March 27, 2020: In General Santos City, a 55-year-old public school teacher Juliet Espinosa is arrested, along with her teenage son, after she posted a statement criticizing the General Santos City mayor’s incompetence. Authorities said that Espinosa is facing charges violating Article 142 of the Revised Penal Code or Inciting to Sedition.
April 1, 2020: National Bureau of Investigation (NBI) issues a subpoena to a Filipino citizen based on a social media post allegedly questioning the government spending.
Human rights lawyer Chel Diokno takes on a case of one of the netizens, and calls out how the government would rather silence critics than deliberate more important matters.
NBI also issues summons to ‘more than a dozen of people’ over their social media posts relating to the coronavirus.
April 2, 2020: During the second episode of Bulatlatan, Josalee Deinla, spokesperson of the National Union of Peoples’ Lawyers (NUPL), say that the constitutionality of the ‘fake news’ provision can be questioned and contested in the Supreme Court.
April 5, 2020: Joshua Molo, editor-in-chief of University of the East Dawn is threatened with libel and forced to do a public apology for posting critical comments about the administration.
(See: Campus editor threatened with libel for criticizing gov’t response on COVID-19)
April 6, 2020: PNP arrests over 32 individuals for allegedly spreading ‘fake news’ in social media.The accused are now facing charges of violating “Unlawful Use of Means of Publication and Unlawful Utterances” under Article 154 of the Revised Penal Code.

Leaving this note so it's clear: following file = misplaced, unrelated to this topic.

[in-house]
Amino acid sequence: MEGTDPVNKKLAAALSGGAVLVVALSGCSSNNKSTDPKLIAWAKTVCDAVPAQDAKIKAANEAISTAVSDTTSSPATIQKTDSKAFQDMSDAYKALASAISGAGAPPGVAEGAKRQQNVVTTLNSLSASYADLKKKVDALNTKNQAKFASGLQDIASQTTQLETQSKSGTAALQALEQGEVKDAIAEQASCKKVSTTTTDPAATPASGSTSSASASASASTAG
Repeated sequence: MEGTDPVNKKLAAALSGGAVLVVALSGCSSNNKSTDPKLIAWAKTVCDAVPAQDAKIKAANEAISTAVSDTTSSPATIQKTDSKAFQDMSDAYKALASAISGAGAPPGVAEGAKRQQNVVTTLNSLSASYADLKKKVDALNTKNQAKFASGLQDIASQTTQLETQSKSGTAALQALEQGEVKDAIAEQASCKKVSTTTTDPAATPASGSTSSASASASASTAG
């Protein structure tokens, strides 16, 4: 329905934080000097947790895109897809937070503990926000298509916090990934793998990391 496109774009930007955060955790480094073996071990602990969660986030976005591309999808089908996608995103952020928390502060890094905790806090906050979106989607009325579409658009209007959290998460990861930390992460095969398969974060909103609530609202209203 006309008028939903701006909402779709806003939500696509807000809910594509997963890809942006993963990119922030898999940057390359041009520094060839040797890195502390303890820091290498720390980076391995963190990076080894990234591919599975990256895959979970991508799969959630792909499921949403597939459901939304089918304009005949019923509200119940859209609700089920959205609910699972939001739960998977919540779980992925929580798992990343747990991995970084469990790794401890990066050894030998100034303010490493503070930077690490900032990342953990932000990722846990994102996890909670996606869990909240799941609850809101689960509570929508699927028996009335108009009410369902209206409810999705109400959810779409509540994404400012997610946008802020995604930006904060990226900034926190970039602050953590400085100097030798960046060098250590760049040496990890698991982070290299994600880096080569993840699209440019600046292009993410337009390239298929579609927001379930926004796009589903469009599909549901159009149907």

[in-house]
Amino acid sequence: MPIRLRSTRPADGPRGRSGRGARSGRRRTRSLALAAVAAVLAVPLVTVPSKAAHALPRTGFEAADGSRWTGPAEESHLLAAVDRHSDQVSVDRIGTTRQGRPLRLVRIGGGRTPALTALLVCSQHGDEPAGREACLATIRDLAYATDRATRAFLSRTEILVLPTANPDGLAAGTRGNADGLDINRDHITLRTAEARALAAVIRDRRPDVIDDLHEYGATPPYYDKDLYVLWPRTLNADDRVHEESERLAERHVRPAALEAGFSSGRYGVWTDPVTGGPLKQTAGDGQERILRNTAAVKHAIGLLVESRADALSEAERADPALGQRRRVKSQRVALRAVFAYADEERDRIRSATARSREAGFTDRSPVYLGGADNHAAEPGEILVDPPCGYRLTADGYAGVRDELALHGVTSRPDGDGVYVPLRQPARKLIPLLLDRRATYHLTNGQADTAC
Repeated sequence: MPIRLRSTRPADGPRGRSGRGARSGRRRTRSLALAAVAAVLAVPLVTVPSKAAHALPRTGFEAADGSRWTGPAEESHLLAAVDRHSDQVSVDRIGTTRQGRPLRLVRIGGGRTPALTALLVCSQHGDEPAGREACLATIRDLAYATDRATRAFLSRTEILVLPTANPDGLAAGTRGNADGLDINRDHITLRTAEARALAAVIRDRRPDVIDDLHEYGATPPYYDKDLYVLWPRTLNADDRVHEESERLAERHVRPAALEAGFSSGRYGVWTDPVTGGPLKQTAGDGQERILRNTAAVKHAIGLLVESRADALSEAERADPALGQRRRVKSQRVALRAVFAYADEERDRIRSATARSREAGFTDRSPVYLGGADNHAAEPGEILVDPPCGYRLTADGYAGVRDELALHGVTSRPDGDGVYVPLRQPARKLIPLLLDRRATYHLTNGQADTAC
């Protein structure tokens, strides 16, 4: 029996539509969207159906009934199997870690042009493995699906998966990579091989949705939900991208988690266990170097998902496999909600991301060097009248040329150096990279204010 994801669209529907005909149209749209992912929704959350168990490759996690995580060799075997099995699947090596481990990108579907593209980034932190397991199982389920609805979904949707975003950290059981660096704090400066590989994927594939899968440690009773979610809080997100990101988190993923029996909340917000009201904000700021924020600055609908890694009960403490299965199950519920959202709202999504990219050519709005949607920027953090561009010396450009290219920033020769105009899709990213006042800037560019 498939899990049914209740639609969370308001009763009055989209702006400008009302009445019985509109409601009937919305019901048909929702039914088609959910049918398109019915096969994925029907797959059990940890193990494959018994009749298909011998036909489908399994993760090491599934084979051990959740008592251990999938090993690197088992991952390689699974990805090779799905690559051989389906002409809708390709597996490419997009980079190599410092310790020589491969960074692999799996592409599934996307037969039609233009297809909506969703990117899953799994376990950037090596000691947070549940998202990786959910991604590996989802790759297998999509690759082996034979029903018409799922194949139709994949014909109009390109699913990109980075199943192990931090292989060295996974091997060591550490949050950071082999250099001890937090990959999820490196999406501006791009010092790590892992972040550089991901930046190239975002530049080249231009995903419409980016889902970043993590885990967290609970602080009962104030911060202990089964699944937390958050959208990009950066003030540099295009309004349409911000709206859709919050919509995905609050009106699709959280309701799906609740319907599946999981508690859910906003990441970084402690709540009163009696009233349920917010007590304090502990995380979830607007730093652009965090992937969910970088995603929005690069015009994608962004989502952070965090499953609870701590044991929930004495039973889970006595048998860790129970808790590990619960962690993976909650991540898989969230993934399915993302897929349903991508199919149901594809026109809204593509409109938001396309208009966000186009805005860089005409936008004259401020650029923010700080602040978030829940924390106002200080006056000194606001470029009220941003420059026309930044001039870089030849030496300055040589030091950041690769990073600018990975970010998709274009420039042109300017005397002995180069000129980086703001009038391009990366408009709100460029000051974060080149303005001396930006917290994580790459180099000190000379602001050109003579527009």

April 6, 2020: Armed police storm the community kitchen in Sitio San Roque, and intimidate and question the residents about the program and the placards displayed in the area. Policemen confiscate and tear up the placard of the residents’ call for support and aid during the outbreak.
Vague ‘fake information’ provision will only penalize free speech
Multiple groups question the need and legality of such provision, saying that Section 6 does not even exist legally as fake news is not defined by any existing laws, and approving such provision would leave the contemplation of the ‘crime’ to the hands of the authorities.
See:“Fake news” provision threatens freedom of the press, expression
Digital rights groups also express their concern about this provision, and question the ‘haphazardly approved’ law that penalizes ‘fake news’ under the Bayanihan to Heal as One Act.
“While the provision appears to address the long-standing concern of journalists and activists over false information, which are typically circulated by paid trolling, it can also be used to curtail free speech, especially pieces of information that are critical of the government,” said the groups’ joint statement.
“The damages wrought upon it by fake news prior to the pandemic can only be repaired by promoting critical discourses. Make it healthy by keeping it free.”
April 15, 2020: Students of the University of Sto. Tomas (UST) who spoke against the university’s decision to continue its semester through online classes receive notices from the administration saying that their actions can ‘incur disciplinary action.’